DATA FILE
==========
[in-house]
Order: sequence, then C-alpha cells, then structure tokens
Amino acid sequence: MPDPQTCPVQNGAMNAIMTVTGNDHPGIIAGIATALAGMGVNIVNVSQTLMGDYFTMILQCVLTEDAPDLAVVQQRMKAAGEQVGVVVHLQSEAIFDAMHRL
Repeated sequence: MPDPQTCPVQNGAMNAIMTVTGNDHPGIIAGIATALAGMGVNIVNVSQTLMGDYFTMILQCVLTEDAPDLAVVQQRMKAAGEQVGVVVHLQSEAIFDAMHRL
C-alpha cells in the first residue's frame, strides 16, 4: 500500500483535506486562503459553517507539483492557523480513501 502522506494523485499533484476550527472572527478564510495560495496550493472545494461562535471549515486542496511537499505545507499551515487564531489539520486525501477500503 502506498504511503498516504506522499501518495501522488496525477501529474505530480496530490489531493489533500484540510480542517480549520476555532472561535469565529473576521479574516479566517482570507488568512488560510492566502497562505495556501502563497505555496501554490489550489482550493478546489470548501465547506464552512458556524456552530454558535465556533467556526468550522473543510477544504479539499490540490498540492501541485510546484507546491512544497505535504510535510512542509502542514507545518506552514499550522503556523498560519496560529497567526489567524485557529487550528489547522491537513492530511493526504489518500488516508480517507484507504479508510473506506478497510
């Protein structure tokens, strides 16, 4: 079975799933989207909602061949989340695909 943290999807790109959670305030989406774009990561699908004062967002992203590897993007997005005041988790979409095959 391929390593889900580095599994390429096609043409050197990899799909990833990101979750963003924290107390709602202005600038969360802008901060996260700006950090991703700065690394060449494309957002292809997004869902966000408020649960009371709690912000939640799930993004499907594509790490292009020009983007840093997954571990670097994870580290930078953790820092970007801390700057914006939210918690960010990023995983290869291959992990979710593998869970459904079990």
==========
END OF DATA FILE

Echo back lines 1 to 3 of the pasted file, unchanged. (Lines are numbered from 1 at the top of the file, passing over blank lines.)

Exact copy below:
[in-house]
Order: sequence, then C-alpha cells, then structure tokens
Amino acid sequence: MPDPQTCPVQNGAMNAIMTVTGNDHPGIIAGIATALAGMGVNIVNVSQTLMGDYFTMILQCVLTEDAPDLAVVQQRMKAAGEQVGVVVHLQSEAIFDAMHRL